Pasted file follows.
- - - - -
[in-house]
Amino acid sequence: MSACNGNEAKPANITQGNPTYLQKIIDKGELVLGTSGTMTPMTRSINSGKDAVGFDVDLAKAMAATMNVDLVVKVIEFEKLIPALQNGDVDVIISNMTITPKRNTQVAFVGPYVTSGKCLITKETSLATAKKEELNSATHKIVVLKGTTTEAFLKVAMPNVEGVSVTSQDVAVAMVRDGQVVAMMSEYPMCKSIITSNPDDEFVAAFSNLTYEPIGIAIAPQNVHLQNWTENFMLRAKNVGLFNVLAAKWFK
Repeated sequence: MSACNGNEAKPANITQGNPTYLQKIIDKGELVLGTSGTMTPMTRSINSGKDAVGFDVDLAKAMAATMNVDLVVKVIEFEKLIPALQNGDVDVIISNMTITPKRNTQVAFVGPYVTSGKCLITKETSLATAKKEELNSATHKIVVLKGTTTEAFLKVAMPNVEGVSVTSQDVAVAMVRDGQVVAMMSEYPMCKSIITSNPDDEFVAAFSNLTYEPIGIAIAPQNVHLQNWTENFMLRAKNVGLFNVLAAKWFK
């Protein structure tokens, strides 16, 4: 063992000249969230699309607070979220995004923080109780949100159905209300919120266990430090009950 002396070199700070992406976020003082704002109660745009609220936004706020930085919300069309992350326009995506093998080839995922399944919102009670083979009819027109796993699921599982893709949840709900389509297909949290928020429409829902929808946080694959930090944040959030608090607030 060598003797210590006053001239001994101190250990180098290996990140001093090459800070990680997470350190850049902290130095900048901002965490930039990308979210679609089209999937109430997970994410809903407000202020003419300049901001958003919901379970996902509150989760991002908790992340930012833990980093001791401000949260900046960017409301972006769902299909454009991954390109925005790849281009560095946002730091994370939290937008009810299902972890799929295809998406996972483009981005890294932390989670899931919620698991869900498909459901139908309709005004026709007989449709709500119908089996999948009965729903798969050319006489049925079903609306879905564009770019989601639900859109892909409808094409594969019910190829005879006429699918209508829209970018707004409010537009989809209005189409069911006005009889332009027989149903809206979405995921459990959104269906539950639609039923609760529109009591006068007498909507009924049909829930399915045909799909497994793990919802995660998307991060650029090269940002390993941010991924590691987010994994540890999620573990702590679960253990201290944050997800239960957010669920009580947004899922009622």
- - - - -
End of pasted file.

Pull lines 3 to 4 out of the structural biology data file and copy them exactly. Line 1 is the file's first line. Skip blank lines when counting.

Repeated sequence: MSACNGNEAKPANITQGNPTYLQKIIDKGELVLGTSGTMTPMTRSINSGKDAVGFDVDLAKAMAATMNVDLVVKVIEFEKLIPALQNGDVDVIISNMTITPKRNTQVAFVGPYVTSGKCLITKETSLATAKKEELNSATHKIVVLKGTTTEAFLKVAMPNVEGVSVTSQDVAVAMVRDGQVVAMMSEYPMCKSIITSNPDDEFVAAFSNLTYEPIGIAIAPQNVHLQNWTENFMLRAKNVGLFNVLAAKWFK
């Protein structure tokens, strides 16, 4: 063992000249969230699309607070979220995004923080109780949100159905209300919120266990430090009950 002396070199700070992406976020003082704002109660745009609220936004706020930085919300069309992350326009995506093998080839995922399944919102009670083979009819027109796993699921599982893709949840709900389509297909949290928020429409829902929808946080694959930090944040959030608090607030 060598003797210590006053001239001994101190250990180098290996990140001093090459800070990680997470350190850049902290130095900048901002965490930039990308979210679609089209999937109430997970994410809903407000202020003419300049901001958003919901379970996902509150989760991002908790992340930012833990980093001791401000949260900046960017409301972006769902299909454009991954390109925005790849281009560095946002730091994370939290937008009810299902972890799929295809998406996972483009981005890294932390989670899931919620698991869900498909459901139908309709005004026709007989449709709500119908089996999948009965729903798969050319006489049925079903609306879905564009770019989601639900859109892909409808094409594969019910190829005879006429699918209508829209970018707004409010537009989809209005189409069911006005009889332009027989149903809206979405995921459990959104269906539950639609039923609760529109009591006068007498909507009924049909829930399915045909799909497994793990919802995660998307991060650029090269940002390993941010991924590691987010994994540890999620573990702590679960253990201290944050997800239960957010669920009580947004899922009622």